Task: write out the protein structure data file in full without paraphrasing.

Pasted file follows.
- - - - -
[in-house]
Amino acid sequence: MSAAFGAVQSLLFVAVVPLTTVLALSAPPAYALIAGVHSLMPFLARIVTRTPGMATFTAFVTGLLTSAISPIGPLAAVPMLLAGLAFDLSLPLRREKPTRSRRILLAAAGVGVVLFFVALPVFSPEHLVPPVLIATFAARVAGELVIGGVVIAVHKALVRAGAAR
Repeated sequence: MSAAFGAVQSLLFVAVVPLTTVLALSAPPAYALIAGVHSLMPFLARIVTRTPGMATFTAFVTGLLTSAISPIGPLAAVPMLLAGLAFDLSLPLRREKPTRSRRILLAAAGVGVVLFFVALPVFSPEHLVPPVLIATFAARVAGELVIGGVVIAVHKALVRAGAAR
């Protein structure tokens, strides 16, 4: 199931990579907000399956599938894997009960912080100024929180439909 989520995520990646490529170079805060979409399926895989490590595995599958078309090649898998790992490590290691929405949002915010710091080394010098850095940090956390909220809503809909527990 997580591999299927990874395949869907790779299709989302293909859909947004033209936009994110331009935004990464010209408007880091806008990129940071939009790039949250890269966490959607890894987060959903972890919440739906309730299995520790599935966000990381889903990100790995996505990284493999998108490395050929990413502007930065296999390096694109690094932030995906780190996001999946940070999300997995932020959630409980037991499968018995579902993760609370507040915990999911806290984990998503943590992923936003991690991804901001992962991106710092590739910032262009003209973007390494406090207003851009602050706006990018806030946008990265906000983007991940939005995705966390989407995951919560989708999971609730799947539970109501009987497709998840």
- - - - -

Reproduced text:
[in-house]
Amino acid sequence: MSAAFGAVQSLLFVAVVPLTTVLALSAPPAYALIAGVHSLMPFLARIVTRTPGMATFTAFVTGLLTSAISPIGPLAAVPMLLAGLAFDLSLPLRREKPTRSRRILLAAAGVGVVLFFVALPVFSPEHLVPPVLIATFAARVAGELVIGGVVIAVHKALVRAGAAR
Repeated sequence: MSAAFGAVQSLLFVAVVPLTTVLALSAPPAYALIAGVHSLMPFLARIVTRTPGMATFTAFVTGLLTSAISPIGPLAAVPMLLAGLAFDLSLPLRREKPTRSRRILLAAAGVGVVLFFVALPVFSPEHLVPPVLIATFAARVAGELVIGGVVIAVHKALVRAGAAR
């Protein structure tokens, strides 16, 4: 199931990579907000399956599938894997009960912080100024929180439909 989520995520990646490529170079805060979409399926895989490590595995599958078309090649898998790992490590290691929405949002915010710091080394010098850095940090956390909220809503809909527990 997580591999299927990874395949869907790779299709989302293909859909947004033209936009994110331009935004990464010209408007880091806008990129940071939009790039949250890269966490959607890894987060959903972890919440739906309730299995520790599935966000990381889903990100790995996505990284493999998108490395050929990413502007930065296999390096694109690094932030995906780190996001999946940070999300997995932020959630409980037991499968018995579902993760609370507040915990999911806290984990998503943590992923936003991690991804901001992962991106710092590739910032262009003209973007390494406090207003851009602050706006990018806030946008990265906000983007991940939005995705966390989407995951919560989708999971609730799947539970109501009987497709998840």